How Do You Format a Nonprofit Press Release?

Press releases are not just for the press anymore. They can be posted on your website[1] for all to read and to help optimize your site for the search engines[2].

Nonprofit[3] Press releases will vary, but the standard format is usually similar to the example below.

Basic Elements of a Nonprofit Press Release

  1. When the release can be distributed. Usually, the release will carry the words, FOR IMMEDIATE RELEASE.
    (This can be put above or below the headline and can be on either side of page)
  2. Headline:
    (Centered across top of organization’s letterhead or special news release stationary)
  3. Organizational info:
    (Can go above the headline or below. Usually appears on the left side)
  4. Name of Organization
  5. Address
  6. Phone Number
  7. Website URL
  8. Contact information:
    (Can go above or below headline; and on the right or left side of the page. Check out various samples to see the variety of formats)
  9. Name (can be a person’s name or a generic[4] place such as “the Public Affairs Department”)
  10. Email address of person or department
  11. Phone Number (include office phone and cell phone numbers)
  12. Place, day, date
    (Start the first line of release.)
  13. Body of release
  14. Boilerplate information about the nonprofit organization
  15. Repeat contact information
    (And/or offer to provide someone to interview.)
  16. ###
    (These marks are centered just below the content of the release and signal the end of the release.)

Sample Nonprofit Press Release


Child Abuse Prevention Is Everyone’s Job
North Brunswick Organization for the Prevention of Child Abuse Offers Free Brochure to Help the Public Identify the Signs of Child Abuse


2235 North Broadway
Brunswick, Rhode Island 42500

Contact: Jennifer Hustings, Media Liaison
(516) 333-0000 (office)
(516) 658-0000 (cell)

Brunswick, RI, Thursday, August 01, 2009— Child abuse goes up during hard economic times. Job losses, foreclosures, and fear for the future put tremendous stress on families.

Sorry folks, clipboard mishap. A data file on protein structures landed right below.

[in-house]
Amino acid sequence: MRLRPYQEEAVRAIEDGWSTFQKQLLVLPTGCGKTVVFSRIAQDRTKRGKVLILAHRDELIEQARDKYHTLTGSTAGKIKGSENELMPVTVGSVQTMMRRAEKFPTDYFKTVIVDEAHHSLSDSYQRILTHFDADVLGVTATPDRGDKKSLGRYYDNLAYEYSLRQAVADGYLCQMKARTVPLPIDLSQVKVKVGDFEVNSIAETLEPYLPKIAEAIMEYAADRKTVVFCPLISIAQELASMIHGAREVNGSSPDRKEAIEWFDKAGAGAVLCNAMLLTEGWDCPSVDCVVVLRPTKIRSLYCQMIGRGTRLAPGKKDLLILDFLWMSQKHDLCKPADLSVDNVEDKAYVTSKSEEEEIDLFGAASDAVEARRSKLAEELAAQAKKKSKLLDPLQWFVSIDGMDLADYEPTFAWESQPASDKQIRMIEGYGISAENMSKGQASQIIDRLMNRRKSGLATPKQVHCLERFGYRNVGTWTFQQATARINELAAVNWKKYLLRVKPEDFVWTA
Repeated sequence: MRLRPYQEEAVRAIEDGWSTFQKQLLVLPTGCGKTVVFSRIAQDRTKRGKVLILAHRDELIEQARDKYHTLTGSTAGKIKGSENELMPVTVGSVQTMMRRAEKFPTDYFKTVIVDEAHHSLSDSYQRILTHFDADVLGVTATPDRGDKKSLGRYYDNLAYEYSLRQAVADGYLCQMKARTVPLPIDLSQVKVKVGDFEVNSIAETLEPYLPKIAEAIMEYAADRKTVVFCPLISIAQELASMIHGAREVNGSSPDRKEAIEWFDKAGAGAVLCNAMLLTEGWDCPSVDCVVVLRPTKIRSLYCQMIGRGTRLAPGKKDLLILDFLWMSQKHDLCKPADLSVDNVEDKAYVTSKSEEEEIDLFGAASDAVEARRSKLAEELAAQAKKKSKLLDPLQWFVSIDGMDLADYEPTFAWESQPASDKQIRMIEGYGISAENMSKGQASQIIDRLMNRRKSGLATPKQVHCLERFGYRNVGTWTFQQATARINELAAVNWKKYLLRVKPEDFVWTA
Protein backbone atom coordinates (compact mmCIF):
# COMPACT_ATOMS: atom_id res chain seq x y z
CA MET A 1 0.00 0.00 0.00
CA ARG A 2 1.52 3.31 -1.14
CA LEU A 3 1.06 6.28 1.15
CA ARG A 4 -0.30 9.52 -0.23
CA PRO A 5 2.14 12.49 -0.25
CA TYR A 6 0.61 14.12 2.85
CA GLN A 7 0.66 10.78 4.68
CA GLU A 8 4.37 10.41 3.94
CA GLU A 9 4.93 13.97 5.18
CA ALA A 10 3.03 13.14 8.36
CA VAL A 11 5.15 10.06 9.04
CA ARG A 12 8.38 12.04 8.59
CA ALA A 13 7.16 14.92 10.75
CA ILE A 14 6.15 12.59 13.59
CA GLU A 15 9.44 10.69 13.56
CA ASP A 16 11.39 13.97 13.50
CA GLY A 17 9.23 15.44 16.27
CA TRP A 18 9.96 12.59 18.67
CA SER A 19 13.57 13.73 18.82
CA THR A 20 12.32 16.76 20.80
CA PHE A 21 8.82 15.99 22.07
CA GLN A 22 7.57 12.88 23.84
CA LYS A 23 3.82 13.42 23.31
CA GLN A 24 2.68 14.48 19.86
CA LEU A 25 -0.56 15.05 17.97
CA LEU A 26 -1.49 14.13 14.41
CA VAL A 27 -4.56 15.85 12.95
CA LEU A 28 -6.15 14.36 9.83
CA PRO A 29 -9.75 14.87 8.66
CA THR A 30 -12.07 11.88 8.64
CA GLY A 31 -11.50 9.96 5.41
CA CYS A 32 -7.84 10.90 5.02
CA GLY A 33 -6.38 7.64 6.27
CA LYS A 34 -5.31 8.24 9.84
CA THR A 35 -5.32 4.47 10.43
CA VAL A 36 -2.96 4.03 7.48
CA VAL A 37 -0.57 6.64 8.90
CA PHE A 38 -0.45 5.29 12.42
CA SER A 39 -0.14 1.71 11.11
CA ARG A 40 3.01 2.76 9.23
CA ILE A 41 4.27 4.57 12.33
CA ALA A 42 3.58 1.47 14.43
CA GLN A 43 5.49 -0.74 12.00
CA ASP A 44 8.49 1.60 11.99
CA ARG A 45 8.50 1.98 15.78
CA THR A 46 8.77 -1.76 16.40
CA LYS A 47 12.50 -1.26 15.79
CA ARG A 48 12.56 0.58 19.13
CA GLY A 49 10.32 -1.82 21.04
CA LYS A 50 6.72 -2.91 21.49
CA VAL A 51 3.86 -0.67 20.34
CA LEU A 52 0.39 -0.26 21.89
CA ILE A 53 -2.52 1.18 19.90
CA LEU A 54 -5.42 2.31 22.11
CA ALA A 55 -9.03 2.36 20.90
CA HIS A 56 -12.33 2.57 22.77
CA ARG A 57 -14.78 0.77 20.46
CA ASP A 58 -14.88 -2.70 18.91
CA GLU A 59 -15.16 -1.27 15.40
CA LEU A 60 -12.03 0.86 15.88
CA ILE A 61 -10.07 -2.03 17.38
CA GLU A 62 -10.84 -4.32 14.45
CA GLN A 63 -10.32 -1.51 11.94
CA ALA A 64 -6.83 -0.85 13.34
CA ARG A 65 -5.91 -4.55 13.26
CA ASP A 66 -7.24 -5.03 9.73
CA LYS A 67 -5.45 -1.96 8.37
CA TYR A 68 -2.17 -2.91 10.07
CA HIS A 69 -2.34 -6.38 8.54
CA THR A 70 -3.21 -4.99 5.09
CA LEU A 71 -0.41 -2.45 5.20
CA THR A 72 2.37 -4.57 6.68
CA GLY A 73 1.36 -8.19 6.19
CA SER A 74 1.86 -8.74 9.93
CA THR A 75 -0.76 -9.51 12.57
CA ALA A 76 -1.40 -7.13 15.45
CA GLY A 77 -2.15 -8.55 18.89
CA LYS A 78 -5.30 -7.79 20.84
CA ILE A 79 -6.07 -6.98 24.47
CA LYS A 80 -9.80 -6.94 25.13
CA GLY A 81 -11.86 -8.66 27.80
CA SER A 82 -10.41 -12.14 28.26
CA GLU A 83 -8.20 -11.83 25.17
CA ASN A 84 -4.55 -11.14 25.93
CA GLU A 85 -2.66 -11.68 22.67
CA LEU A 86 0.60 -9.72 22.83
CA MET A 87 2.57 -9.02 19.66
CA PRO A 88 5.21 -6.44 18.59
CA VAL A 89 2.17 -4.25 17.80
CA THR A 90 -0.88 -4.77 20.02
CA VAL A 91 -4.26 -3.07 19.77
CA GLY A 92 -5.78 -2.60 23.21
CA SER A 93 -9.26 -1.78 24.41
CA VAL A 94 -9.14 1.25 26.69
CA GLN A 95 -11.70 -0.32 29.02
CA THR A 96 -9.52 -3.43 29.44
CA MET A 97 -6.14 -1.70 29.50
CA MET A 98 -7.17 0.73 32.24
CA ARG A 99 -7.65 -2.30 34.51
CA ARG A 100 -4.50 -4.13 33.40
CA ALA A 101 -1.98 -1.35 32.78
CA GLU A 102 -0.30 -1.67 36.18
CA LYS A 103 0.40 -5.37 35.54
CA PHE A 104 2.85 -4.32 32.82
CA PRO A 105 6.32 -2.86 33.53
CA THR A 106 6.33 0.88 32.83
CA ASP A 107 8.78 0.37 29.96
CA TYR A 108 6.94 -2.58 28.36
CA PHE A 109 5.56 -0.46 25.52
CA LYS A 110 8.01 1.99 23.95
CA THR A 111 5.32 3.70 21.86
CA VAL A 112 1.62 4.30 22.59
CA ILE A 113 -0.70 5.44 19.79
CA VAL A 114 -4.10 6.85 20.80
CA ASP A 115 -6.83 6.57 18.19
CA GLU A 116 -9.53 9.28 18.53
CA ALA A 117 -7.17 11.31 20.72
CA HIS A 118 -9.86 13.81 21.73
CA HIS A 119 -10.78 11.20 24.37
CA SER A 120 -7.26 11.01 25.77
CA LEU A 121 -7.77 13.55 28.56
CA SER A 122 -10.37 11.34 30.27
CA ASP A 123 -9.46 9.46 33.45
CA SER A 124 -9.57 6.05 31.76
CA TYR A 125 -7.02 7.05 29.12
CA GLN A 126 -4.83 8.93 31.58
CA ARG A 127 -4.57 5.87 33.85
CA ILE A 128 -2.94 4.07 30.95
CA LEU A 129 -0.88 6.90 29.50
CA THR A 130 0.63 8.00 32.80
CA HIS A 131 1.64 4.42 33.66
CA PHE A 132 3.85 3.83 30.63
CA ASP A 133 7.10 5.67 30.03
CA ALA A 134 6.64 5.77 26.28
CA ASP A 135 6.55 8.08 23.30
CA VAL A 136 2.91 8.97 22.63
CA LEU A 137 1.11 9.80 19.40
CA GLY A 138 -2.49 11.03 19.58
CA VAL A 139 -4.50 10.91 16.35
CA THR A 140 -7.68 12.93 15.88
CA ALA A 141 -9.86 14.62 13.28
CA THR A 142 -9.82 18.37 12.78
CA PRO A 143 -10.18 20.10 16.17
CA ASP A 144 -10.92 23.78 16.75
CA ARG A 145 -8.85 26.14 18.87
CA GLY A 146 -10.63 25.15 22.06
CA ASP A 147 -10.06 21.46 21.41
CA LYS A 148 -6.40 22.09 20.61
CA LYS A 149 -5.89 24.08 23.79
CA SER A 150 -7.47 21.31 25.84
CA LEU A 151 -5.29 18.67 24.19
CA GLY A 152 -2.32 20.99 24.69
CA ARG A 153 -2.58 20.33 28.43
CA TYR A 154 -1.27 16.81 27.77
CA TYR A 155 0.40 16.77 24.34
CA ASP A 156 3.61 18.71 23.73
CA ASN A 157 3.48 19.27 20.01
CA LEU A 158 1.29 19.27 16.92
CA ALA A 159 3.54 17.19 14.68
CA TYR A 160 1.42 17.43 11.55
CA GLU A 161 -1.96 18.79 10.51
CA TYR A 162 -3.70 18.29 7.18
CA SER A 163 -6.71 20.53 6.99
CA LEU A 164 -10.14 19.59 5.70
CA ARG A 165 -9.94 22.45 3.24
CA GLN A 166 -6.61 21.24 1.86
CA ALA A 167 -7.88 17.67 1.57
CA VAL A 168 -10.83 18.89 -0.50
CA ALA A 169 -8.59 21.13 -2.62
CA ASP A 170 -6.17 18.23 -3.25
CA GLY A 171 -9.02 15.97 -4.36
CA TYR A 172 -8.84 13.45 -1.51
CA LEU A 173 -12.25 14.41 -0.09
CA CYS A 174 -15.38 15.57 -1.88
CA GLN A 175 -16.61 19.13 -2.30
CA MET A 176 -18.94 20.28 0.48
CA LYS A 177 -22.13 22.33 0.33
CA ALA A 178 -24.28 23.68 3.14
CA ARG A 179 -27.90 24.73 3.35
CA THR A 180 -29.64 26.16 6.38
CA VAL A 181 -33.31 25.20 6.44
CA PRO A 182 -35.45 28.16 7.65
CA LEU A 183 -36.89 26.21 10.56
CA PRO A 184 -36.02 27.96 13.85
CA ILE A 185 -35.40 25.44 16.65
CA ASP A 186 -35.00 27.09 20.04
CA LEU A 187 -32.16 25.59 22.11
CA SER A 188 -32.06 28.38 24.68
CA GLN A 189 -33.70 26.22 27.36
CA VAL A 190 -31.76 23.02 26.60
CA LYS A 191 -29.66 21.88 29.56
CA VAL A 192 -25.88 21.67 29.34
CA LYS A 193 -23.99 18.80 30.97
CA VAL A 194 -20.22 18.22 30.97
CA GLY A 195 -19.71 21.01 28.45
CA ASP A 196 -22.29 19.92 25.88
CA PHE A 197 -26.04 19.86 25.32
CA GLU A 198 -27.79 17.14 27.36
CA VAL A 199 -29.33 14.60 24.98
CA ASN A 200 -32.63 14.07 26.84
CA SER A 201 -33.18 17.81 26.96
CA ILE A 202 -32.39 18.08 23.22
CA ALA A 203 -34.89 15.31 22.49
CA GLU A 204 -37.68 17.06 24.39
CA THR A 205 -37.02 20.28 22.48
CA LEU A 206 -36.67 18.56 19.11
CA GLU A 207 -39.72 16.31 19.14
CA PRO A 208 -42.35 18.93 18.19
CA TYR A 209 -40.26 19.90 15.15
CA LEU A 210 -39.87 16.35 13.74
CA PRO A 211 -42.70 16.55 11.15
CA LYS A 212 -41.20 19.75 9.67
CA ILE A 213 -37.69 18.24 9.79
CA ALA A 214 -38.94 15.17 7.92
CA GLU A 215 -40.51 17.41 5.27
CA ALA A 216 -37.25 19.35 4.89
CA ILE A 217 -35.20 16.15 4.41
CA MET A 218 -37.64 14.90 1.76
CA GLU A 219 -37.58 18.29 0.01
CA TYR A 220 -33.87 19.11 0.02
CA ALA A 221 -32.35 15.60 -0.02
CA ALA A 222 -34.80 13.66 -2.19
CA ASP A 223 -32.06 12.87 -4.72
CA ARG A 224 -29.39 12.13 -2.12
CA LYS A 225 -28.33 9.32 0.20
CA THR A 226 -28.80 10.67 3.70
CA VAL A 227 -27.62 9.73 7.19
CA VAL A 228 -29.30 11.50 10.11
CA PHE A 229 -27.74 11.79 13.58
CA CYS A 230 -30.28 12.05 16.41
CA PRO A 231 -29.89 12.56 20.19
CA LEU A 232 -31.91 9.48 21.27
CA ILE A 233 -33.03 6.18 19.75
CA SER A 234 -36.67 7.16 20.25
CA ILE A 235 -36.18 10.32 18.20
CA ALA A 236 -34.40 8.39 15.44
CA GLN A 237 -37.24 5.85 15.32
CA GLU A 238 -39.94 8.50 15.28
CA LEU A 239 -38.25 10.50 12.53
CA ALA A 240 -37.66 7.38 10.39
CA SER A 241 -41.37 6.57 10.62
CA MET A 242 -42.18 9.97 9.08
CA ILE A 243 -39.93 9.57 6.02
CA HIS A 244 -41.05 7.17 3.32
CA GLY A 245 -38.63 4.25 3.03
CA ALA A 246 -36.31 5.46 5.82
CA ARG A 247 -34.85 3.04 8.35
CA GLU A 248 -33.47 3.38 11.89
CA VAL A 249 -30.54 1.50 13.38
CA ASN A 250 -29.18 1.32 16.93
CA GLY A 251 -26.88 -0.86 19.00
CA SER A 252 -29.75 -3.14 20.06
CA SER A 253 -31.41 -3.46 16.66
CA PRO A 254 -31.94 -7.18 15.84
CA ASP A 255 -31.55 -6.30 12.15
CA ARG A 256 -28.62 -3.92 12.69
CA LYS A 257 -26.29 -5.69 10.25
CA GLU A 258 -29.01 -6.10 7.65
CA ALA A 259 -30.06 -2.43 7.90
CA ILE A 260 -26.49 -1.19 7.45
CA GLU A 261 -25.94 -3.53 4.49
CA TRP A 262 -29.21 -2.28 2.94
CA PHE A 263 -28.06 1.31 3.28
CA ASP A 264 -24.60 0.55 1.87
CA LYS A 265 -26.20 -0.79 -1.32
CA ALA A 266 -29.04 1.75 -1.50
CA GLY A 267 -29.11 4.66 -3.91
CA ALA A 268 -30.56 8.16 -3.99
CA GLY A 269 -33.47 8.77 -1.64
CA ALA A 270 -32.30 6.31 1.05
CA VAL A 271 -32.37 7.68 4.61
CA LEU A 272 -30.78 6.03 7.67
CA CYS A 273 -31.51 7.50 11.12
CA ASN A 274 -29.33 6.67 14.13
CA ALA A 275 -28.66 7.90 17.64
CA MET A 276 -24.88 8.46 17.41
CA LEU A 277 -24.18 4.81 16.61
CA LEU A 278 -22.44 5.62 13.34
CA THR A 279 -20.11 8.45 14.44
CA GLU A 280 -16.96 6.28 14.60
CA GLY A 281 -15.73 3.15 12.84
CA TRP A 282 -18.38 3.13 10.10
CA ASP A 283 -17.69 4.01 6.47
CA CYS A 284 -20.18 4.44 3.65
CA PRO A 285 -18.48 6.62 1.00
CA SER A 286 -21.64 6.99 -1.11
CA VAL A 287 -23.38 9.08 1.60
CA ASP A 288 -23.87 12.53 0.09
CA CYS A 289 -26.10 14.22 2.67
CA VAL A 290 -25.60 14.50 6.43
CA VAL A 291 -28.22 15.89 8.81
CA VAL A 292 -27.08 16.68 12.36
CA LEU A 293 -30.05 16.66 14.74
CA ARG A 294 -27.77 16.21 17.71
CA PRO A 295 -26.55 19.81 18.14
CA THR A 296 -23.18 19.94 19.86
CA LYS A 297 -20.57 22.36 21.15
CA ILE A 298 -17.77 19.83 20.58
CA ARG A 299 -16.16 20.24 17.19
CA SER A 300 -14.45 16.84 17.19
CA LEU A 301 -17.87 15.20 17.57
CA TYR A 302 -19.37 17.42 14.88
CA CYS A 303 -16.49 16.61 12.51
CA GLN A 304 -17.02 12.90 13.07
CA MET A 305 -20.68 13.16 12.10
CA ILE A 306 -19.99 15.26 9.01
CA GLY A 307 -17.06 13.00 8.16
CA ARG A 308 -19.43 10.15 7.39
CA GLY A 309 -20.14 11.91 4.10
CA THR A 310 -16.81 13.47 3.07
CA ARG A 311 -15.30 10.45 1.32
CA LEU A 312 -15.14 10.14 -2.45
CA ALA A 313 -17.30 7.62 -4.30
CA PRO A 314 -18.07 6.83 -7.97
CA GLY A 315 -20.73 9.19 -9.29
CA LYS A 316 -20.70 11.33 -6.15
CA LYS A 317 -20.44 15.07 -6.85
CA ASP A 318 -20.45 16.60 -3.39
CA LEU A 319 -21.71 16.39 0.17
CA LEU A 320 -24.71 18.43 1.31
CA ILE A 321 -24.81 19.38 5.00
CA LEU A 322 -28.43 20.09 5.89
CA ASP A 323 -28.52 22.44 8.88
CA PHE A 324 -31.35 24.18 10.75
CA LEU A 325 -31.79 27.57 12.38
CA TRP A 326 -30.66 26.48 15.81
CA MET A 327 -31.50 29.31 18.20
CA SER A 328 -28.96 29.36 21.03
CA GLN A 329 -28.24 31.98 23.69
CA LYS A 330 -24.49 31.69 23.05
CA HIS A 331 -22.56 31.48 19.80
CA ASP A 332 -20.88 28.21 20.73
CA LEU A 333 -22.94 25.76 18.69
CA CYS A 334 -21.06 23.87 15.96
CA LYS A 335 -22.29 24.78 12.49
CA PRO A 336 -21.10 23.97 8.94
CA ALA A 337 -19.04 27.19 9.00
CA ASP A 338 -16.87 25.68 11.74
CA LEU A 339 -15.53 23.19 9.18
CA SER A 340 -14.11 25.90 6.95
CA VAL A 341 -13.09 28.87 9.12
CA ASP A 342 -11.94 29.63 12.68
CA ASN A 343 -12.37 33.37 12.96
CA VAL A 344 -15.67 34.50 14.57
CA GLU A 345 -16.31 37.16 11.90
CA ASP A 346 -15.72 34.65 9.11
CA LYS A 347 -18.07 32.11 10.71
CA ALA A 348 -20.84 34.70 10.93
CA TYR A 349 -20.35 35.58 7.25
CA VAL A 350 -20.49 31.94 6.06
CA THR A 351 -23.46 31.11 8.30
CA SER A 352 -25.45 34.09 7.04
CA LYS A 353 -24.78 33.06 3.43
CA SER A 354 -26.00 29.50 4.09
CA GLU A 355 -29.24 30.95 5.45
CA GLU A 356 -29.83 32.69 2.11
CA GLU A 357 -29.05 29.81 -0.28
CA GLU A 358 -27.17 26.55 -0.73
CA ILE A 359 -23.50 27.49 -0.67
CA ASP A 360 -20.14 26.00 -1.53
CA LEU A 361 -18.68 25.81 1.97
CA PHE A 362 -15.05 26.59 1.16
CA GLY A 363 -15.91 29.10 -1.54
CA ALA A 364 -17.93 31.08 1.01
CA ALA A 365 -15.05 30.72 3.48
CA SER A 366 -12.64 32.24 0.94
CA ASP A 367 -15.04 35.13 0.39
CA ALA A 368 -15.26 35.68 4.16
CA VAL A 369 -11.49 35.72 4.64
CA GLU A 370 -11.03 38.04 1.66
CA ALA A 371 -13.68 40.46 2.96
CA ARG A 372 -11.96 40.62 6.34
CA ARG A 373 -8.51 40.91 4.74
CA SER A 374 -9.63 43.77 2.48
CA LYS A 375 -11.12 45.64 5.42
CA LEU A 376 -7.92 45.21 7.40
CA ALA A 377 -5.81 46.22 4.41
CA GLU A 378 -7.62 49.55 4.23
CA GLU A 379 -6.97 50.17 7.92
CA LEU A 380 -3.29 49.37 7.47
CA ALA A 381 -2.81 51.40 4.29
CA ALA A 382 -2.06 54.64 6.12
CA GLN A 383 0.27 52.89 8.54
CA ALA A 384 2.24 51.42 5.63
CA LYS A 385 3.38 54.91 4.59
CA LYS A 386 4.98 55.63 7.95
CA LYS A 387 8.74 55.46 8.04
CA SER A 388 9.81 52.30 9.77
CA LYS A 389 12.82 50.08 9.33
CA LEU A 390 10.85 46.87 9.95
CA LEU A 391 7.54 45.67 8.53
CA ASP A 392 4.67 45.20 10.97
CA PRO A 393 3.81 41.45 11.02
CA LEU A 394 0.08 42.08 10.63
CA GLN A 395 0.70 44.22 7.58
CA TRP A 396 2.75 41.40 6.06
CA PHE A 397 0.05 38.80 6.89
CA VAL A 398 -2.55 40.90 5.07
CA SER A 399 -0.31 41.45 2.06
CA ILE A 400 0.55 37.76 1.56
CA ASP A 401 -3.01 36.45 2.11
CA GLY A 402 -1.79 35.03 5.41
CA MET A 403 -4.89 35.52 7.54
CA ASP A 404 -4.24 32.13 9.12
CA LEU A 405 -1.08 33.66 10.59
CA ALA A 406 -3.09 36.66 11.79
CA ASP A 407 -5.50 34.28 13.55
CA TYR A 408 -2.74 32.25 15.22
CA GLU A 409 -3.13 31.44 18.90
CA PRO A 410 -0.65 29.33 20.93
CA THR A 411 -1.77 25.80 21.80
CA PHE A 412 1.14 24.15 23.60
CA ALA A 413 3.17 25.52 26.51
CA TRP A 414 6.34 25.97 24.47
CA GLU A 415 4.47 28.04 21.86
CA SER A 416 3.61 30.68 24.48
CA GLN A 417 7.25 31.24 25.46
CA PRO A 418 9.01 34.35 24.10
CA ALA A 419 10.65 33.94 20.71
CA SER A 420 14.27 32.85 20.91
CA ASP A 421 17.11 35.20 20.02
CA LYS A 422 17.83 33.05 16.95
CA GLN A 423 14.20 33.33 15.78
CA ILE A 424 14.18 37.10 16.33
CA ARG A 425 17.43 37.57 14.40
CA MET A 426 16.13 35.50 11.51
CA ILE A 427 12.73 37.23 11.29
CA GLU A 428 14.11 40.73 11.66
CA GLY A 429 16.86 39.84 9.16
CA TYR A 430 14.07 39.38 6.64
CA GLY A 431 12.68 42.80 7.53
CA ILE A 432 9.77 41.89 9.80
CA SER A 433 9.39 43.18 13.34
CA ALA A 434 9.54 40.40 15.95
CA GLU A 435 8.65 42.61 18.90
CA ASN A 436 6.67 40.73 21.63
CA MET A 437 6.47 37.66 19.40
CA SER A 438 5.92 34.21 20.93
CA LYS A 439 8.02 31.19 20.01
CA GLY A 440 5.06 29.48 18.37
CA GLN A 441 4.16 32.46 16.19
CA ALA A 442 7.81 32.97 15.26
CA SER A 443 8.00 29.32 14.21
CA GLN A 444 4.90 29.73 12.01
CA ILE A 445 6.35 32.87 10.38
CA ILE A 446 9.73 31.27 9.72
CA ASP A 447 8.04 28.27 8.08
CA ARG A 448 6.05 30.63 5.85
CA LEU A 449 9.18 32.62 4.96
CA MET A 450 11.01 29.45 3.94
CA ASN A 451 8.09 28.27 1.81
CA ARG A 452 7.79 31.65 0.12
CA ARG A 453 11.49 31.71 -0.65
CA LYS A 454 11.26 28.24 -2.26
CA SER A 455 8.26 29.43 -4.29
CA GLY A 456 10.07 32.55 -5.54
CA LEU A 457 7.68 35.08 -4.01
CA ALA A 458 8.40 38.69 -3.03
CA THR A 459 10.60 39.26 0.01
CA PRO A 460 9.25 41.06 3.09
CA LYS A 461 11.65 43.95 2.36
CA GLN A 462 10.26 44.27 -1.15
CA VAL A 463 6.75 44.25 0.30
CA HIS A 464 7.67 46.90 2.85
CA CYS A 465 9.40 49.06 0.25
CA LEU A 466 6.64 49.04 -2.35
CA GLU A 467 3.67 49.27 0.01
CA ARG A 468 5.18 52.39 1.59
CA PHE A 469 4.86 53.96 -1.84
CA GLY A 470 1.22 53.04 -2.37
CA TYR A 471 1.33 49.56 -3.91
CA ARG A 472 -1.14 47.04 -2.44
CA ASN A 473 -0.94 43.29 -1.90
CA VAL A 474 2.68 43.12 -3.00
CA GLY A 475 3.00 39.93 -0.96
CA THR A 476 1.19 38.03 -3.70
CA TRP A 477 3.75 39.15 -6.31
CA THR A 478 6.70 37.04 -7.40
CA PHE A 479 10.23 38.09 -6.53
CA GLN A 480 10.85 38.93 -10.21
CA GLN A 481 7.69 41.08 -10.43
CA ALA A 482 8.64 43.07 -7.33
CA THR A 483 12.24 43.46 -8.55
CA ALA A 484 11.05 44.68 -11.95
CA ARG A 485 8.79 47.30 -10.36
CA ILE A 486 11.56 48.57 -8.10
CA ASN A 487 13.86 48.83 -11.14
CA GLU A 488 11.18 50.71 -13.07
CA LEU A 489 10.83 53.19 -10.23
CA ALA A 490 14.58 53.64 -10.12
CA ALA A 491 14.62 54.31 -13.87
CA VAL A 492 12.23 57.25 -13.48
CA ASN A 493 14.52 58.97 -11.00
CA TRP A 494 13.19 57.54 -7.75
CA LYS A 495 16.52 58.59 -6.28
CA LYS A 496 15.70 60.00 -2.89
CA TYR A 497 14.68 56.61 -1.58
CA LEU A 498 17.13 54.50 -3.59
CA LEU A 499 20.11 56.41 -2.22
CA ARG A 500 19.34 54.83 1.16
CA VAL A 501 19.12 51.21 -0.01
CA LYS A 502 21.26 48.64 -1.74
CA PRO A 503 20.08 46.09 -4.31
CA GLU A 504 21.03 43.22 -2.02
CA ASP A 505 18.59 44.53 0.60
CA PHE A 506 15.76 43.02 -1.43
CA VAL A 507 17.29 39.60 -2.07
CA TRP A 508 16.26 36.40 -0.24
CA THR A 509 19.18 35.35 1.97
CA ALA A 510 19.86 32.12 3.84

Unfortunately, those stresses are taken out on the weakest members of our human family…the children.

The NBPCA believes that it is the responsibility of all Americans to participate in child abuse prevention in their communities. There are things that you can do to help children who are in danger.

NBPCA has published a brochure on child abuse prevention that can be distributed freely in your community. The brochure will help the public identify and report suspected cases of child abuse before irretrievable damage is done to an innocent child.

The most common signs of child abuse are:

  1. xxxxxx
  2. xxxxxx
  3. xxxxx
  4. xxxxx
  5. xxxxxx

The child abuse prevention tactics everyone should take:

  1. xxxx
  2. xxxxx
  3. xxxxx
  4. xxxxx
  5. xxxxx

The brochure can be downloaded as a PDF file from: xxxxxxx. Multiple copies of the brochure can be ordered by phone, mail or online (pay only ​the cost of postage) at: xxxxxxxxxxx.

“Child abuse is a serious societal issue and one that all of us need to address. We can do that by supporting agencies that work on behalf of children, and by making sure that we know the signs of abuse and what to do about it,” said Lisa Gordon, executive director of the North Brunswick Organization for the Prevention of Child Abuse.

These are tough times. Help make them easier for a child at risk: report suspected child abuse and support those organizations in your community that put children first. Child abuse prevention is everyone’s job.

About the North Brunswick Organization for the Prevention of Child Abuse

The NBPCA, founded in 1975, seeks to protect children in the greater North Brunswick area from abuse and neglect. It does this by……….(mission[5], programs, etc)

The Executive Director of NBPCA, Lisa Gordon, is available for interviews about how to recognize the warning signs of child abuse.
Contact: Jennifer Hustings, Media Liaison
(516) 333-0000 (office)
(516) 658-0000 (cell)



**NOTE: This is a fictitious release and organization. It is used for illustration only.

For more information about press releases[6], we recommend the following sources:

  • Bill Stoller’s provides a press release template[7].
  • FPRC Free Press Release Center offers a sample release and many tips[8].
  • eReleases offers ​The Advanced Guide to Writing Powerful Press Releases.
  • Nonprofits should study the press releases of other nonprofits, especially large ones that have well-oiled media departments. The American Red Cross is a great source.


  1. ^ your website (
  2. ^ optimize your site for the search engines (
  3. ^ Nonprofit (
  4. ^ generic (
  5. ^ mission (
  6. ^ press releases (
  7. ^ press release template (
  8. ^ sample release and many tips (
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